tified with the CD8-null tetramer contained 3/4 of the
dominant clonotypes, but none of the subdominant clono-
types, that were present in the population detected using
the corresponding wild-type reagent (Fig. 1 and not de-
picted). Thus, dominant clonotypes exhibit high avidity for
cognate viral antigen.
populations of HLA A*0201-restricted CMV- and EBV-specific CD8?
T cells directly ex vivo. Representative tetramer staining patterns and
titrations are shown for: (A) donor D (specificity: CMV NV9) and (B) donor
B (specificity: EBV GL9). Data plots represent live, CD3? lymphocytes.
(A and B, bottom right) The mean fluorescence intensity (MFI) of staining
with both the wild-type (red) and CD8-null (blue) tetramers at a concen-
tration of 0.5 ?g/?l for both cognate (CD8?tet?; closed circles) and non-
cognate (CD8?tet?; open circles) binding is shown for all donors tested. In
each case, the MFI values are internally comparable. The p-values derived
from nonparametric paired t test comparisons of the MFIs for wild-type
and CD8-null tetramer binding across all donors shown were as follows:
CMV NV9 cognate, 0.078; CMV NV9 noncognate, 0.078; EBV GL9 cognate,
0.0009; and EBV GL9 noncognate, 0.0625.
Wild-type and CD8-null pMHCI tetramers stain comparable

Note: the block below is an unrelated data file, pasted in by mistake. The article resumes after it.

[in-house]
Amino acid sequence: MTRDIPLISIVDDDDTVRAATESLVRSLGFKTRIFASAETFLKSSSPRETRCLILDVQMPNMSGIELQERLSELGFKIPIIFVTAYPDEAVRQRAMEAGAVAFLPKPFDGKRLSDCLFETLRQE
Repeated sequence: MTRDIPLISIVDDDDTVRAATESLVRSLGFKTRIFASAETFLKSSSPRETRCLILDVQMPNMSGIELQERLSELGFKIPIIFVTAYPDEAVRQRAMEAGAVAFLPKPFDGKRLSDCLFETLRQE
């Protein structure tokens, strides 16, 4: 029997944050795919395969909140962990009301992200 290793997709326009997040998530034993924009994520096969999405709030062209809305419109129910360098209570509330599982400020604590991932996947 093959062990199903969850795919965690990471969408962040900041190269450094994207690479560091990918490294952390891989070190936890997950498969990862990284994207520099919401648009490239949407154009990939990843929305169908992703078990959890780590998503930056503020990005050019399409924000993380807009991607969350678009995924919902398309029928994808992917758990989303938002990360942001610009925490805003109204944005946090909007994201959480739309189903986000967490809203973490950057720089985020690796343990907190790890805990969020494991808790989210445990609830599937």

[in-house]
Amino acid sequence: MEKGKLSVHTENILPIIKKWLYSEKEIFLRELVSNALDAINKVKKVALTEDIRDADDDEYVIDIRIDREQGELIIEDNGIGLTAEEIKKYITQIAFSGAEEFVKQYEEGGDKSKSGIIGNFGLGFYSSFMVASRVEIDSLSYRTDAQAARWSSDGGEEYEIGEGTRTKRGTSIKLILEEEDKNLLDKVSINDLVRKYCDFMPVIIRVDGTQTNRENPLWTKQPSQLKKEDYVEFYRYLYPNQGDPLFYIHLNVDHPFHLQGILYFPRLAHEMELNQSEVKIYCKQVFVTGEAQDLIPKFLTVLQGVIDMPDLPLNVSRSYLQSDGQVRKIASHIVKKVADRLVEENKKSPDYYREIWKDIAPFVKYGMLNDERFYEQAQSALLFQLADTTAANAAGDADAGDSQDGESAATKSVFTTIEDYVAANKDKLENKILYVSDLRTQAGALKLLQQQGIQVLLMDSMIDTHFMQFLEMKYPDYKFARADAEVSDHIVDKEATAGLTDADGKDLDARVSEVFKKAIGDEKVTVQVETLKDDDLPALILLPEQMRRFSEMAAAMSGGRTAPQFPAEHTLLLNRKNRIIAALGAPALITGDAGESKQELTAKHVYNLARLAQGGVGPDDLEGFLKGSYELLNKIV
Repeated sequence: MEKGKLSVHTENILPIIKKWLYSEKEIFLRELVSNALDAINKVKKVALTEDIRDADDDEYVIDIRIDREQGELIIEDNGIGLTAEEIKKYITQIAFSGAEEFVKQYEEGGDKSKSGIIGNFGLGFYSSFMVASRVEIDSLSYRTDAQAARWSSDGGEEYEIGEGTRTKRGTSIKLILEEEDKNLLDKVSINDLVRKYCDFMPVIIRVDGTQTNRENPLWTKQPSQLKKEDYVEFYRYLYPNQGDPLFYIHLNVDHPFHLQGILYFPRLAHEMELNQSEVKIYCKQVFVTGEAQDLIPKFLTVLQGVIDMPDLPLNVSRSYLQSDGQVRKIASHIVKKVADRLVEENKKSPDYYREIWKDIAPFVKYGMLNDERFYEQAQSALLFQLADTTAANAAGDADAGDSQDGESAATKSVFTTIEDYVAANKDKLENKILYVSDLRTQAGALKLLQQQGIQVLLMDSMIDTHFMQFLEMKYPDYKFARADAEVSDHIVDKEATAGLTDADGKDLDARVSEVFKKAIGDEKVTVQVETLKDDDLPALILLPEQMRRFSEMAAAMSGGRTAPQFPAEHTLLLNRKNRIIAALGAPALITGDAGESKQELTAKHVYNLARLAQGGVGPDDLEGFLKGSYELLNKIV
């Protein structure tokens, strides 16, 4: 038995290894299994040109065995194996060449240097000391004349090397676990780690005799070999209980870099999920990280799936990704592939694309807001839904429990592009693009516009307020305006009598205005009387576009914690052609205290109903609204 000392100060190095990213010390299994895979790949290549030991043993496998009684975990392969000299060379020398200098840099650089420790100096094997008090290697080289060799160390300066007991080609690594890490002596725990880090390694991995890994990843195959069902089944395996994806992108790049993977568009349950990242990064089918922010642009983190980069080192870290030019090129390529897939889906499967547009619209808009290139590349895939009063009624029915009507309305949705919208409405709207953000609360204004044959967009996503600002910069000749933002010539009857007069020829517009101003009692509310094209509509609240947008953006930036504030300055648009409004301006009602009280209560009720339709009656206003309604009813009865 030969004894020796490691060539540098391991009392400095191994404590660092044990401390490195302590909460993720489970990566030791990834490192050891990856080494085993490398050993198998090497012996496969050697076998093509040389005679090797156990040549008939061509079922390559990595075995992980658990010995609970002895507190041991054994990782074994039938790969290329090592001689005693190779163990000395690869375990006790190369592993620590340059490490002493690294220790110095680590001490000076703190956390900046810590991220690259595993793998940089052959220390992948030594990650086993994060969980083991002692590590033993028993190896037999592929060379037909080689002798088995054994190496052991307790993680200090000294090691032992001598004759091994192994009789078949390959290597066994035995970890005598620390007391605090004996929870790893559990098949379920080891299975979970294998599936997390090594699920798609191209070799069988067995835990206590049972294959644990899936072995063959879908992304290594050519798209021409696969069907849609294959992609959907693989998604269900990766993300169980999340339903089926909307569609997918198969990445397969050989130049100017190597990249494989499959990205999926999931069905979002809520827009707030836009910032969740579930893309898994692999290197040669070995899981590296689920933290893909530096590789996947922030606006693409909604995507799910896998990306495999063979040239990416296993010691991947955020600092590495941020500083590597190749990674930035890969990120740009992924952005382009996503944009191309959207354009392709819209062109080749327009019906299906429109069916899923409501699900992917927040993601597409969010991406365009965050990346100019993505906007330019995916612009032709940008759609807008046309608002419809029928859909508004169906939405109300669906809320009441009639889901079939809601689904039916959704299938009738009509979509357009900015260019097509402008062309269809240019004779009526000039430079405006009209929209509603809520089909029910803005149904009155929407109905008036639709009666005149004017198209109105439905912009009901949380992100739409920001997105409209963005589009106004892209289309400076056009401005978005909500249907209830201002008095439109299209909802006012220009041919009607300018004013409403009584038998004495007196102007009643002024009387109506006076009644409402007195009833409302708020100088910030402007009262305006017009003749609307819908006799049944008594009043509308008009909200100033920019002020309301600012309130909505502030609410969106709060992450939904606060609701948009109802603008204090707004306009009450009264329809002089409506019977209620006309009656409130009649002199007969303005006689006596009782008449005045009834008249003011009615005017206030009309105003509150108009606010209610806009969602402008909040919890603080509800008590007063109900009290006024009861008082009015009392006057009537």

JEM VOL. 202, November 21, 2005
In donor F, both wild-type and CD8-null pMHCI tet-
ramers identified comparable populations of CD8
specific for CMV NV9 across a range of concentrations (Fig.
4 A); the clonotypic profile was identical in each case (Fig. 1
A and not depicted). However, a distinct staining pattern
was observed in titration experiments with the CD8-null re-
agent. A subpopulation of antigen-specific T cells, character-
ized by low intensity staining with tetramer and high levels
of CD8 coreceptor expression, became progressively more
prominent at lower concentrations (Fig. 4 A). Previous work
has shown that cognate CD8
tetramers at 37
C (26). In this light, we reasoned that the ti-
tration experiment represented an ex vivo competition assay
in which clonotypes of lower relative avidity are exposed at
limiting concentrations of antigen in the absence of a pMHCI–
CD8 interaction. The latter could potentially compensate
under physiological circumstances for a low affinity TCR–
pMHCI interaction (27–29), and the cosegregation of high